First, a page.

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Taking Care of your Mental Health Amid Distressing News Stories

A quick scan of any social media platform will show you that the news at the moment is incredibly troubling for many people, especially students and families of students. Recently there have been some terrible crimes, some of these against students, and it’s unsurprising that students are feeling heartbroken and distressed. The magnitude of these events can have a significant impact on students worldwide. Obsessively reading the news and seeing these stories unfold can feel extremely personal, even with no direct connection. So if you’re a student and you’re feeling uneasy, overwhelmed or anxious, know you aren’t alone. We have included some strategies below to help manage any distress you may be experiencing.

Stay Connected

Spend time with people who give you a sense of security, calm, or happiness, and those who best understand what you are going through. Having a support network is crucial, and if you don’t feel like you have people directly around you that you can turn to for support, your TalkCampus community is available with people who understand and are here to listen and support you. If it’s your community that is being directly affected, reach out to community groups online or in-person if possible.

Consider Your Thinking

Ask yourself if your thoughts are helpful to you right now. Are there ways you can change your thinking to be more accurate and less distressing? Remind yourself that you are safe, challenge any thoughts that have no basis of fact and try to ground yourself in the present. If you are feeling overwhelmed, try some strategies like writing down your thoughts and fact-checking yourself. Stop in the moment and ask yourself, ‘Is this true?’ and ‘Is this helpful?’. Think about what you may say to a friend who was having that same thought. You don’t have to change your thoughts into positive ones, as this also isn’t helpful if that doesn’t align with how you are feeling, but focusing on changing them to realistic thoughts should help you ease the feeling of overwhelm for whatever you may be coping with.

Take Meaningful Action

Channel your emotions into positive action, within your own emotional capacity. That may be attending a vigil, supporting others in your community or donating to local charities. Whatever you can do to find purpose and a sense of control, and to remind yourself of all the good that exists in the world.

Choose Your News Sources Wisely

There is a lot of information coming through, especially on platforms like TikTok who have algorithms designed to show you more of what they believe you will be interested in. This is often based on what is shared the most and where a lot of fake news may exist. In challenging times, this scary and exaggerated content can exacerbate anxiety, so do your best to filter these out. Wherever you can, choose reputable news sources who abide by the journalistic code of ethics.

Schedule in Time for the News

Constantly consuming news through scrolling on our phones can greatly increase anxiety in a way that is not helpful to our everyday functioning. Schedule in 30 minutes a day to scroll through and update yourself, just like you would with another appointment or a lunch break. To help you keep that schedule, make sure you have something planned right after your designated news time. Effectively managing your media consumption can help you stay up to date while also reducing your stress and helping you to feel in control.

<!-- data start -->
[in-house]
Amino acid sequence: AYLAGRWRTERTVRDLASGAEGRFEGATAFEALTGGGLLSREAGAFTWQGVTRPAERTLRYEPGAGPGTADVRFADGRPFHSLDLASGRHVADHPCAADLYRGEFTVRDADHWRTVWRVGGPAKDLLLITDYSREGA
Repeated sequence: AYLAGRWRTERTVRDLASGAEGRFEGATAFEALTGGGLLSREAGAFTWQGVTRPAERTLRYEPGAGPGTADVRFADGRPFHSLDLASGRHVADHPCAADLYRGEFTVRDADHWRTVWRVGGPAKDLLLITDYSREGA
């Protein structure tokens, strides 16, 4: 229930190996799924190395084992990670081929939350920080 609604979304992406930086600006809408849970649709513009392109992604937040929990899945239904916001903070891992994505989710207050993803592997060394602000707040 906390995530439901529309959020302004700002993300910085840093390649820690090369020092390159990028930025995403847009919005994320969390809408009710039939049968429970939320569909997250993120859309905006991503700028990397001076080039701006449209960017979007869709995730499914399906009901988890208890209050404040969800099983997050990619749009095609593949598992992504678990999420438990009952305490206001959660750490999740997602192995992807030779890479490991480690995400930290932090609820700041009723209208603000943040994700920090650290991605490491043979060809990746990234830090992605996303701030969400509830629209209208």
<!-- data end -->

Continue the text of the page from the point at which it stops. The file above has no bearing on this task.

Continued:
Do Something Healthy After Consuming News

When everything feels so uncertain and scary, ensuring you break up any news intake with something positive or healthy will help you to feel grounded and boost your resilience. This could be as simple as scheduling walks or calls with a friend, starting a new hobby, or moving your body in some way. Engaging in positive and healthy self-care activities that are rewarding, meaningful, or enjoyable, even if you don’t feel like it, can make you feel better.

Ask a Friend or Family Member to be Your Filter

While watching news updates may be triggering symptoms of distress, anxiety, or depression, it’s easy to feel almost just as anxious at the thought of not following what’s going on. Asking someone to filter the news for you and keep you updated on the most important updates will help you tune out, while still feeling in the know. It’s best to ask someone who feels as though they have the emotional capacity to keep you updated. ‘Mute’ any accounts on your social media that share news stories to give yourself a break and ensure that you won’t be surprised by anything triggering while scrolling on your timeline.

We live in a world where we at times we have little control of what happens around us and often to us but we can control how we choose to react and deal with it. It is easy to become paralysed with fear and to change the way we live day to day and to attempt to protect ourselves and those we love. But we mustn’t shut our lives down, we must stay open to risk, to adventure, to travel and to learning. We must live our lives as fully and as openly as we are able to. Look after yourself, treat yourself with kindness and keep putting one foot in front of the other, however small the steps.

Life will continue to throw challenges our way as individuals, communities and as the human race. But we are stronger than we think, we are resilient and we will cope with whatever life throws at us.

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